Samoa Joe enjoys his job as part of the Monday night raw broadcast team, but he’s treating his time out of the ring as just temporary.
“I don’t think my in-ring career is over,” says Joe. “I have some really strong goals that I hope to pursue in the near future.”
Joe last wrestled more than a year ago in an eight-man tag during the February 10, 2020 issue of Raw. At that moment, things started to fall apart. He suffered a concussion during a WWE commercial shoot, which he noted was not long after a previous concussion, and later received a 30-day suspension for violating the company’s wellness policy. A year later, Joe emphasized that regaining full health remains his top priority.
“It’s about taking the best, healthiest approach to my recovery,” says Joe. “When it comes to concussions, the amount of knowledge and science that has evolved over the last decade has been incredible. I suffered one on television, and then one shortly after. For my health and safety, WWE pushed me back and I was on board.
“There have also been some delays with the pandemic, in terms of medical availability of certain specialists and facilities, so that played a major factor at the time. But like I said, WWE Medical is doing everything they can to give me the healthiest comeback possible. “
Since last April, Joe (Nuufolau Joel Seanoa, 41) has been a weekly presence in the comments of Raw. He joins a distinguished roster of former villains in the ring to don a WWE helmet, bringing unmistakable authority and legitimacy to each week’s broadcast.
“I didn’t know if it would be good,” says Joe. But I had the opportunity to be the voice of Raw, something I’ve loved for so long in my life. It is a rare opportunity that is given to very few people. When those opportunities arise, you should seize them.
“This was not something I sat at home and dreamed of. I definitely didn’t go in with any expectations, but decided to give it a try. Most of the things in my life that I have discovered that I am good at, I have found them by accident. It’s been going well so far, and I just hope to get better. “
Joe’s transition to broadcasting has also brought new opportunities, most recently as the host of the new WWE series. Grit & Glory. The three-part online video series, which debuted last week, features interviews with Big E, Rhea Ripley and Edge.
“These three took very varied approaches to becoming WWE Superstars,” says Joe. “They arose in very different generations and we will learn about their struggles, which many people might think are not part of achieving their dream.”
Having dedicated the last 22 years of his life to professional wrestling, Joe has a unique appreciation for his stories.
“If anyone has had a mixed bag when it comes to a journey to get to WWE, it’s me,” says Joe. “When it came to putting the series together, everyone agreed that we would need different superstars from different generations and different lifestyles, and that I was the one who could best relate to their struggles along the way.
“I want to give the world an idea of how difficult it can be to rise to WWE and then find success here. That translates to outside of WWE. I think a lot of people will find similarities in their own life struggles, and the show highlights those stories. “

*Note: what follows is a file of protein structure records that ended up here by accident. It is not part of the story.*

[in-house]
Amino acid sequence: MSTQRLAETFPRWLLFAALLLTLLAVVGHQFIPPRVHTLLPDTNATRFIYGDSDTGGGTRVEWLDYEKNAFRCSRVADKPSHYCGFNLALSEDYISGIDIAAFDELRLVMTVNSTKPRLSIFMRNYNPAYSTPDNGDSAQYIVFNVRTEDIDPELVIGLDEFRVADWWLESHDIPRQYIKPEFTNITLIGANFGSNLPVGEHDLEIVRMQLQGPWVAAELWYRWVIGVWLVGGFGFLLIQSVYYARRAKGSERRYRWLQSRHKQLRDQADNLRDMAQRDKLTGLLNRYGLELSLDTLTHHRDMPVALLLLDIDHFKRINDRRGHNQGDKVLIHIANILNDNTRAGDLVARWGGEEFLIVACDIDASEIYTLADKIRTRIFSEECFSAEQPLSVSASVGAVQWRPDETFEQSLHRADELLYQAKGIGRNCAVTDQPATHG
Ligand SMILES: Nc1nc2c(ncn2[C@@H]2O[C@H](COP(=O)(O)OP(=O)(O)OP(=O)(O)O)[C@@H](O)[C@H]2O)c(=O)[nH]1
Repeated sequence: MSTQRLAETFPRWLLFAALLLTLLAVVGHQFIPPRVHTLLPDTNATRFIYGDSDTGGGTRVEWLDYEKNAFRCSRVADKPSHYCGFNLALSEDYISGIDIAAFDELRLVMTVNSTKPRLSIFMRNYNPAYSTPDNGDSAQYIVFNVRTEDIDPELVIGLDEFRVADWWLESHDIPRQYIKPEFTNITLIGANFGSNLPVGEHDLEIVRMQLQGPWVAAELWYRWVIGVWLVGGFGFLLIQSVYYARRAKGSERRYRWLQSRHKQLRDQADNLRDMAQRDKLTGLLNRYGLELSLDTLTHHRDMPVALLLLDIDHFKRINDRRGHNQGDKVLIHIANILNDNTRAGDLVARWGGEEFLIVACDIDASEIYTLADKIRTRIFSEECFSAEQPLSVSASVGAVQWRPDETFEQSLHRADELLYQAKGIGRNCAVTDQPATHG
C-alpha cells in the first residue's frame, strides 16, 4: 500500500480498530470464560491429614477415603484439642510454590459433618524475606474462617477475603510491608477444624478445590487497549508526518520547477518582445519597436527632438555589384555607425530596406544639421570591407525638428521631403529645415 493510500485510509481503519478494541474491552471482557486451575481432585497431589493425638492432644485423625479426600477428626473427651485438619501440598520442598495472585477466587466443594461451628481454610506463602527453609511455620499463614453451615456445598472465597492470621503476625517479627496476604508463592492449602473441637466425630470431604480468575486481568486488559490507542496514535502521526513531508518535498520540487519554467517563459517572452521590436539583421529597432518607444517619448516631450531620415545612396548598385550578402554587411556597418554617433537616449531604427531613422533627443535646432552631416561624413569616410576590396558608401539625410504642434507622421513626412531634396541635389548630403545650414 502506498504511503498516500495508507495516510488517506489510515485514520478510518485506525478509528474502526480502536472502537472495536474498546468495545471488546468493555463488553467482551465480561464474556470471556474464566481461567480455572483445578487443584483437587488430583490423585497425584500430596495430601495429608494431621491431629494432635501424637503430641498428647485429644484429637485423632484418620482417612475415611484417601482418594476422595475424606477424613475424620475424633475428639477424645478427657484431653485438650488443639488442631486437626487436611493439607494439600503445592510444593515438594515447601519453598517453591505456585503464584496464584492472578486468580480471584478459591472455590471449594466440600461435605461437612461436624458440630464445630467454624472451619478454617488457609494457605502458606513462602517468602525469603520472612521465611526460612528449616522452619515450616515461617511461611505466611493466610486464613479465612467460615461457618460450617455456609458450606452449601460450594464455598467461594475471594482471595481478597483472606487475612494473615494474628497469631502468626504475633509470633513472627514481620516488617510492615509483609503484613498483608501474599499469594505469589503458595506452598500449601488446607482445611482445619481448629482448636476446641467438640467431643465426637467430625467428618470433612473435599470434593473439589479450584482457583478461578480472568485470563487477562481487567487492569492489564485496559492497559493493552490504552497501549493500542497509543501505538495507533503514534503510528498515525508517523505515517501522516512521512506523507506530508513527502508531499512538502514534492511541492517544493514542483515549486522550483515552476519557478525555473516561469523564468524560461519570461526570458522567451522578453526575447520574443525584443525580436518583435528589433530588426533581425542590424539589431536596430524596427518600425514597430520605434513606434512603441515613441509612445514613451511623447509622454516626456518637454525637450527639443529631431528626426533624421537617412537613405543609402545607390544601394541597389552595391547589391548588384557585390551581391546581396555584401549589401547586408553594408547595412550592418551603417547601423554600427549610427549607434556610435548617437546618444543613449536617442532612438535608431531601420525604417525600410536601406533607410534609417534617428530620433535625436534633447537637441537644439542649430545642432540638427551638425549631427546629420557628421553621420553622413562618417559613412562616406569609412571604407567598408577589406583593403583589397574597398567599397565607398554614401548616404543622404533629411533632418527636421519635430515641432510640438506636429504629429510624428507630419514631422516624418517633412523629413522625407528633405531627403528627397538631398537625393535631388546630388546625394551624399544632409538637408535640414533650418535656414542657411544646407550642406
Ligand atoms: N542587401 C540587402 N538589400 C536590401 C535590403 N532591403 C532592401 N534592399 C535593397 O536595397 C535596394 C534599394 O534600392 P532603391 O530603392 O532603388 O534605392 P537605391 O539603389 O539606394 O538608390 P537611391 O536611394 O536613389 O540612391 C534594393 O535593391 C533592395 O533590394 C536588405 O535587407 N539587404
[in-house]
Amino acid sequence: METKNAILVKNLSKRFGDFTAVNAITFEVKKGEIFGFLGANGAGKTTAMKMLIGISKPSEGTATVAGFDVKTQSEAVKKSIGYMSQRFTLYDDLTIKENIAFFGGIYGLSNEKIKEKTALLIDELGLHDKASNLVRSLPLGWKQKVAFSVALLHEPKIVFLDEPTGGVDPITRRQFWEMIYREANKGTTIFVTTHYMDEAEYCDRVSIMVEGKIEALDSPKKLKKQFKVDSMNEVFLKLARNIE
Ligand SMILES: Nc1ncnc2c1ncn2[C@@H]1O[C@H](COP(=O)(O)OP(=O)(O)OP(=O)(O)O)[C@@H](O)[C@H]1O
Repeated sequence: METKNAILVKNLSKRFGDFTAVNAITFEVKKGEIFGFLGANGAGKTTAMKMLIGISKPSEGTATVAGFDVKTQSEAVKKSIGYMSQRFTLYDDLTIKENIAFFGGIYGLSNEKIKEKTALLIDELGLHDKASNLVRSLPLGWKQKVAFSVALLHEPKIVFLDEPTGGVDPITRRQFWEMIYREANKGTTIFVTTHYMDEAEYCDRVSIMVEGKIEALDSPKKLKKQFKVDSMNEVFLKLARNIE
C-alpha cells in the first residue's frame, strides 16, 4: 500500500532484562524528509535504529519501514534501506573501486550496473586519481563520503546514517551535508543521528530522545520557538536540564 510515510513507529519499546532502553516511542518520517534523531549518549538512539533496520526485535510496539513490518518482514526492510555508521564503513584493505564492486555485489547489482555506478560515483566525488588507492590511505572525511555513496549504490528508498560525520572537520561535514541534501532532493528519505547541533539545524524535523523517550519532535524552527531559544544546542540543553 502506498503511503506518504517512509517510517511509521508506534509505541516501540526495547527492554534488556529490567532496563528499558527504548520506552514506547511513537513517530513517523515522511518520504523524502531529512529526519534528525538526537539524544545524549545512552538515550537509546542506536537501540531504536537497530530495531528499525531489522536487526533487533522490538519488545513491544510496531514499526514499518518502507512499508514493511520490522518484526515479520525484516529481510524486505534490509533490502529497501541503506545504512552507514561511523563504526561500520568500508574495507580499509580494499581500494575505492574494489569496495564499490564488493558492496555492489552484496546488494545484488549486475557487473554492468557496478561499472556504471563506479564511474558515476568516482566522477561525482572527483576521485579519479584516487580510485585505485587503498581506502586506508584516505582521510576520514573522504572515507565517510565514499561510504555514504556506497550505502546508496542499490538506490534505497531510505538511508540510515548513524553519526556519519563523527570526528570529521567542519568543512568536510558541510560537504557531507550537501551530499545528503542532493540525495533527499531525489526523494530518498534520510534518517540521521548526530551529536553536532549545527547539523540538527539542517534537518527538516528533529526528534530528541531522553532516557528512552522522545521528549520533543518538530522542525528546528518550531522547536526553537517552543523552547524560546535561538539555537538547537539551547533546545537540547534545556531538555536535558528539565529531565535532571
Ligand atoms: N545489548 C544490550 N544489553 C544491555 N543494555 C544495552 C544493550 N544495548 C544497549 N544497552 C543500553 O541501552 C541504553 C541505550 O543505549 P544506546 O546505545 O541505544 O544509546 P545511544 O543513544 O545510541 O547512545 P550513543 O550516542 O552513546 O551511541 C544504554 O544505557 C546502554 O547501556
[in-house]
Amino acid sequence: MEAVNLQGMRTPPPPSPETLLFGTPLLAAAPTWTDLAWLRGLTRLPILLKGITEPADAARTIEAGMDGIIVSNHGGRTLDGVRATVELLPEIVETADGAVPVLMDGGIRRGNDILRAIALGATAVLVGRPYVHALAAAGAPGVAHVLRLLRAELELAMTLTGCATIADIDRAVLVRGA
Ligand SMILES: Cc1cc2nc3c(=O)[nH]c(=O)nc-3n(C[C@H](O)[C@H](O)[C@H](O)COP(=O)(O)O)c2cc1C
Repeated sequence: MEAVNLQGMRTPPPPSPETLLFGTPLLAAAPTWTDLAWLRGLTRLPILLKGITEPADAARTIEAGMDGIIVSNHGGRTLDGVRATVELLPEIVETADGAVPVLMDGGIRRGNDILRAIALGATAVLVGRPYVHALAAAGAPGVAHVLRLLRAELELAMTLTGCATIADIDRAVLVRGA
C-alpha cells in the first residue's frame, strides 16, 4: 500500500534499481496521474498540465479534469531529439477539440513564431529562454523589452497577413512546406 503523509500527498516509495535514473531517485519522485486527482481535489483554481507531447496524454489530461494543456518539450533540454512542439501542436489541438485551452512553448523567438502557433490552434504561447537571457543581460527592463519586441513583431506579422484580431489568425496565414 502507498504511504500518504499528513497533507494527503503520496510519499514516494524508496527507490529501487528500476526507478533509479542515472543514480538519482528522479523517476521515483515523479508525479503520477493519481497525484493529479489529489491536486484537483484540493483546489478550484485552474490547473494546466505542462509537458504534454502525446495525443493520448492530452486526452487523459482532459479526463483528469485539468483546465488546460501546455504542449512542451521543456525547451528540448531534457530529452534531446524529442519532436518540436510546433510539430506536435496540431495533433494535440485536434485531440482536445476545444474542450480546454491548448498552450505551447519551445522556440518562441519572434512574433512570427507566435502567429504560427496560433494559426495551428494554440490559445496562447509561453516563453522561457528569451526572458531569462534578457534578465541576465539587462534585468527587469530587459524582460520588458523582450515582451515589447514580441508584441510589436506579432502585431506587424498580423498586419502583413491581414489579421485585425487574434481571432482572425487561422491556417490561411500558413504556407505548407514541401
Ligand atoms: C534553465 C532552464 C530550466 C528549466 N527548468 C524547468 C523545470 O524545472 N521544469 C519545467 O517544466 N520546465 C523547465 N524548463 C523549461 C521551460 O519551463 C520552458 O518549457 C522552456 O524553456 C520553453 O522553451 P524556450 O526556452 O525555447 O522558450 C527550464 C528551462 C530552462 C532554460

Joe is entering his sixth year with WWE. He has enjoyed a number of memorable moments, including two races as the NXT Champion and a couple of reigns as the United States Champion. His fierce promotions and robust in-ring physical style were a welcome addition to WWE after he spent his career honing the craft on multiple different sets of wrestling canvases around the world.
“I went into several different types of companies that had different types of approaches to the art form,” says Joe. “That helped shape who I am today.”
Over the past two decades, Joe has built a legendary featured reel, even if most of it exists outside of the WWE Network. Joe was a staple of TNA / Impact Wrestling for nearly a decade, and his work was recognized in 2003 and 2004 as a Ring of Honor champion. His trilogy of matches with CM Punk from ’04 helped set a new standard for the industry, establishing both artists as two of the best in the world. Those matches even established a prototype for the Kenny Omega – Kazuchika Okada trilogy that took place over a decade later at New Japan Pro Wrestling. Yet despite an anthology of featured matches, Joe is unhappy with the legacy he has built.
“It’s complicated,” reflects Joe. “At this point in my life, I have learned to be happy, but I don’t think I will ever be satisfied. That is a blessing and a curse. I’m glad people are aware of my accomplishments, but my fire still burns. “
Last summer, a ring comeback was briefly sparked against Seth Rollins, then abandoned almost immediately. Even with a safe place on the broadcast team, there is no doubt for Joe that his in-ring career will resume. Despite the success in the broadcast booth, as well as in Grit & GloryJoe firmly believes that he has more to prove.
“I’m enjoying the broadcast booth, but there are still things I want to accomplish in the ring,” says Joe. “We’ll see, maybe a return to the ring is right around the corner.”
Eddie is an Australian news reporter with over 9 years in the industry and has published on Forbes and tech crunch.